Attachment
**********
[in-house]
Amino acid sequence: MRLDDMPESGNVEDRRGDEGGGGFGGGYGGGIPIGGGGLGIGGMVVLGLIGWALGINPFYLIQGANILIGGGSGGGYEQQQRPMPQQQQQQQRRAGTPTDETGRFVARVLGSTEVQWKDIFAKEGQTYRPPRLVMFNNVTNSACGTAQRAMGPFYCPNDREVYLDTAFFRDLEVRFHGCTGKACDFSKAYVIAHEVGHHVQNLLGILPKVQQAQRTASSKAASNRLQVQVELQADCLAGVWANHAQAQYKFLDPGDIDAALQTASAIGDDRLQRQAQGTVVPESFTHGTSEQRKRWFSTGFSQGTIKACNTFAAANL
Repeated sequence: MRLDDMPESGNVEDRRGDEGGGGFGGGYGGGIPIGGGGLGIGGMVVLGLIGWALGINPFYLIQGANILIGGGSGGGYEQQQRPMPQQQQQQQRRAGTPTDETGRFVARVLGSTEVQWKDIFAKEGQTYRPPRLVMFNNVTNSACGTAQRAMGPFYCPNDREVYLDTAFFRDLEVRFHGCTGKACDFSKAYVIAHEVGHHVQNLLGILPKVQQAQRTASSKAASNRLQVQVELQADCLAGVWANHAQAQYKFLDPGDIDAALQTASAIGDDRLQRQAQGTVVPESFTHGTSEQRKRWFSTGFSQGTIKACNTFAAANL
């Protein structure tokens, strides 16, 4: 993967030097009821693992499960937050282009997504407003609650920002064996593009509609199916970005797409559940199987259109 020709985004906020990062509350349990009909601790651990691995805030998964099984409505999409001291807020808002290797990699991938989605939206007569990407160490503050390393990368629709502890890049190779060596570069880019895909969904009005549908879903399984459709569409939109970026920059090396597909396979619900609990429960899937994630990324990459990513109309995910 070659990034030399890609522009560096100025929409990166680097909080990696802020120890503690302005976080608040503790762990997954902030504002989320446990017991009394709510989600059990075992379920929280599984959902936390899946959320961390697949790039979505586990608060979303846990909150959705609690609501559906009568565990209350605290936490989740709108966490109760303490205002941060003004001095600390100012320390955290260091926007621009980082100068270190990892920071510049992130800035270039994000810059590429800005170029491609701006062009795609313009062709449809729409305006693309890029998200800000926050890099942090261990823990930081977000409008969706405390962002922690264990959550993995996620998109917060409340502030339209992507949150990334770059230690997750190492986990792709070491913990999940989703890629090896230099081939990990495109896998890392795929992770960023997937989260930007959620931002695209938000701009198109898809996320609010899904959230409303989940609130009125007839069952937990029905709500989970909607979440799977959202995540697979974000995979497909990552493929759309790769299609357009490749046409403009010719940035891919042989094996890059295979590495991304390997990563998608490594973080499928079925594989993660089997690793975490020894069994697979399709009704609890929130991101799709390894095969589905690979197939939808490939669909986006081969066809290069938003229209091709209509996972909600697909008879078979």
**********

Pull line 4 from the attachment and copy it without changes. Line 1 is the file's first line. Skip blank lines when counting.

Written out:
């Protein structure tokens, strides 16, 4: 993967030097009821693992499960937050282009997504407003609650920002064996593009509609199916970005797409559940199987259109 020709985004906020990062509350349990009909601790651990691995805030998964099984409505999409001291807020808002290797990699991938989605939206007569990407160490503050390393990368629709502890890049190779060596570069880019895909969904009005549908879903399984459709569409939109970026920059090396597909396979619900609990429960899937994630990324990459990513109309995910 070659990034030399890609522009560096100025929409990166680097909080990696802020120890503690302005976080608040503790762990997954902030504002989320446990017991009394709510989600059990075992379920929280599984959902936390899946959320961390697949790039979505586990608060979303846990909150959705609690609501559906009568565990209350605290936490989740709108966490109760303490205002941060003004001095600390100012320390955290260091926007621009980082100068270190990892920071510049992130800035270039994000810059590429800005170029491609701006062009795609313009062709449809729409305006693309890029998200800000926050890099942090261990823990930081977000409008969706405390962002922690264990959550993995996620998109917060409340502030339209992507949150990334770059230690997750190492986990792709070491913990999940989703890629090896230099081939990990495109896998890392795929992770960023997937989260930007959620931002695209938000701009198109898809996320609010899904959230409303989940609130009125007839069952937990029905709500989970909607979440799977959202995540697979974000995979497909990552493929759309790769299609357009490749046409403009010719940035891919042989094996890059295979590495991304390997990563998608490594973080499928079925594989993660089997690793975490020894069994697979399709009704609890929130991101799709390894095969589905690979197939939808490939669909986006081969066809290069938003229209091709209509996972909600697909008879078979």